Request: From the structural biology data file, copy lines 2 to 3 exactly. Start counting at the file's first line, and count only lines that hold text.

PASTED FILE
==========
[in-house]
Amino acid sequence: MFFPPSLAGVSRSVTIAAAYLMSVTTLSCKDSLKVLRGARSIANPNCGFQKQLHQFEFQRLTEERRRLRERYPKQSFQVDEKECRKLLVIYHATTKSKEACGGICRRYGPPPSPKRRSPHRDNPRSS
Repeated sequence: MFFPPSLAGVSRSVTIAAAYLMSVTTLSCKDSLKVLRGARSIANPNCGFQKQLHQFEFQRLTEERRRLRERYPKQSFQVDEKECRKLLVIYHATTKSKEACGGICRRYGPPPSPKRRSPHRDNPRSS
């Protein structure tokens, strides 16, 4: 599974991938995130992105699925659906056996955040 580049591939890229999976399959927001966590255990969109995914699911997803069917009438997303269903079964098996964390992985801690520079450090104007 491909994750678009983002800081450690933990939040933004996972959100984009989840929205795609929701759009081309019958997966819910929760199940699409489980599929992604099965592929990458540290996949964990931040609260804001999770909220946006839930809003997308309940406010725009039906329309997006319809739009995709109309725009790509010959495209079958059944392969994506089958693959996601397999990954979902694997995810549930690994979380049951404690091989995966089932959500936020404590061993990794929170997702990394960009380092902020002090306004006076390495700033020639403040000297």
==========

Amino acid sequence: MFFPPSLAGVSRSVTIAAAYLMSVTTLSCKDSLKVLRGARSIANPNCGFQKQLHQFEFQRLTEERRRLRERYPKQSFQVDEKECRKLLVIYHATTKSKEACGGICRRYGPPPSPKRRSPHRDNPRSS
Repeated sequence: MFFPPSLAGVSRSVTIAAAYLMSVTTLSCKDSLKVLRGARSIANPNCGFQKQLHQFEFQRLTEERRRLRERYPKQSFQVDEKECRKLLVIYHATTKSKEACGGICRRYGPPPSPKRRSPHRDNPRSS